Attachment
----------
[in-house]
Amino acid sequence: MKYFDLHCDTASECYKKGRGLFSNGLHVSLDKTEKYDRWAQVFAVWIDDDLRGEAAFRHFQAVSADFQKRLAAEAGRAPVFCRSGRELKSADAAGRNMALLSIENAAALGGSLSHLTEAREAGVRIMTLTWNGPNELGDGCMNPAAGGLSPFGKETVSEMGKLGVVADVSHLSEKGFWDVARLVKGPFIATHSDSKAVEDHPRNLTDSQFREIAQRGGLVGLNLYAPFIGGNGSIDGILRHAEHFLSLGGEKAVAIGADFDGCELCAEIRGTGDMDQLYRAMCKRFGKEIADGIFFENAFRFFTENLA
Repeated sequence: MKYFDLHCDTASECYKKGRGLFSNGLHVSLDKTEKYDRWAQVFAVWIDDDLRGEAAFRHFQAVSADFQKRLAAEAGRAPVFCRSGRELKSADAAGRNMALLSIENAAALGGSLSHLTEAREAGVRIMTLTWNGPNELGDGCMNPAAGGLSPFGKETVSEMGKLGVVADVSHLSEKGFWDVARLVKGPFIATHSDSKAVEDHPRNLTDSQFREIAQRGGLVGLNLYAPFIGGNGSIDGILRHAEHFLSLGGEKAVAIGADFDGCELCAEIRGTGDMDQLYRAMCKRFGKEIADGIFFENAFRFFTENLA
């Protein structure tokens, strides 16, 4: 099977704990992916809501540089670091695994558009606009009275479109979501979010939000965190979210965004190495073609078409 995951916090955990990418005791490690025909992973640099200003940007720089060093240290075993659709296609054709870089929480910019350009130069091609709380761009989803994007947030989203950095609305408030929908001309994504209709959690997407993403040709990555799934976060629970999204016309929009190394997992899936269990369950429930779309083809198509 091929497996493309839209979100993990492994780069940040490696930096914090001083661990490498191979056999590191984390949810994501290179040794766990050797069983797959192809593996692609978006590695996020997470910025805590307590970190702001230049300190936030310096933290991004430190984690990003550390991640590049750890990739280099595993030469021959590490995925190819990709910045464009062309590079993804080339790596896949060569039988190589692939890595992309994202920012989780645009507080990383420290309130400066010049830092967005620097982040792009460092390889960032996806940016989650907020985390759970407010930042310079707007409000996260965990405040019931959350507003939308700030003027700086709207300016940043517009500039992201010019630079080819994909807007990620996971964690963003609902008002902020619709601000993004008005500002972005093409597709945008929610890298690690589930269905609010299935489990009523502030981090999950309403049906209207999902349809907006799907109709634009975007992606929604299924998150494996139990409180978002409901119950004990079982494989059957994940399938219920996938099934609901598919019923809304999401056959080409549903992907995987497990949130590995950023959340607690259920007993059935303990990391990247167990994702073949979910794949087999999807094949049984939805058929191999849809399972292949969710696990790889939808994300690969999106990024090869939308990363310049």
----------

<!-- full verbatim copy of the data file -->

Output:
[in-house]
Amino acid sequence: MKYFDLHCDTASECYKKGRGLFSNGLHVSLDKTEKYDRWAQVFAVWIDDDLRGEAAFRHFQAVSADFQKRLAAEAGRAPVFCRSGRELKSADAAGRNMALLSIENAAALGGSLSHLTEAREAGVRIMTLTWNGPNELGDGCMNPAAGGLSPFGKETVSEMGKLGVVADVSHLSEKGFWDVARLVKGPFIATHSDSKAVEDHPRNLTDSQFREIAQRGGLVGLNLYAPFIGGNGSIDGILRHAEHFLSLGGEKAVAIGADFDGCELCAEIRGTGDMDQLYRAMCKRFGKEIADGIFFENAFRFFTENLA
Repeated sequence: MKYFDLHCDTASECYKKGRGLFSNGLHVSLDKTEKYDRWAQVFAVWIDDDLRGEAAFRHFQAVSADFQKRLAAEAGRAPVFCRSGRELKSADAAGRNMALLSIENAAALGGSLSHLTEAREAGVRIMTLTWNGPNELGDGCMNPAAGGLSPFGKETVSEMGKLGVVADVSHLSEKGFWDVARLVKGPFIATHSDSKAVEDHPRNLTDSQFREIAQRGGLVGLNLYAPFIGGNGSIDGILRHAEHFLSLGGEKAVAIGADFDGCELCAEIRGTGDMDQLYRAMCKRFGKEIADGIFFENAFRFFTENLA
């Protein structure tokens, strides 16, 4: 099977704990992916809501540089670091695994558009606009009275479109979501979010939000965190979210965004190495073609078409 995951916090955990990418005791490690025909992973640099200003940007720089060093240290075993659709296609054709870089929480910019350009130069091609709380761009989803994007947030989203950095609305408030929908001309994504209709959690997407993403040709990555799934976060629970999204016309929009190394997992899936269990369950429930779309083809198509 091929497996493309839209979100993990492994780069940040490696930096914090001083661990490498191979056999590191984390949810994501290179040794766990050797069983797959192809593996692609978006590695996020997470910025805590307590970190702001230049300190936030310096933290991004430190984690990003550390991640590049750890990739280099595993030469021959590490995925190819990709910045464009062309590079993804080339790596896949060569039988190589692939890595992309994202920012989780645009507080990383420290309130400066010049830092967005620097982040792009460092390889960032996806940016989650907020985390759970407010930042310079707007409000996260965990405040019931959350507003939308700030003027700086709207300016940043517009500039992201010019630079080819994909807007990620996971964690963003609902008002902020619709601000993004008005500002972005093409597709945008929610890298690690589930269905609010299935489990009523502030981090999950309403049906209207999902349809907006799907109709634009975007992606929604299924998150494996139990409180978002409901119950004990079982494989059957994940399938219920996938099934609901598919019923809304999401056959080409549903992907995987497990949130590995950023959340607690259920007993059935303990990391990247167990994702073949979910794949087999999807094949049984939805058929191999849809399972292949969710696990790889939808994300690969999106990024090869939308990363310049």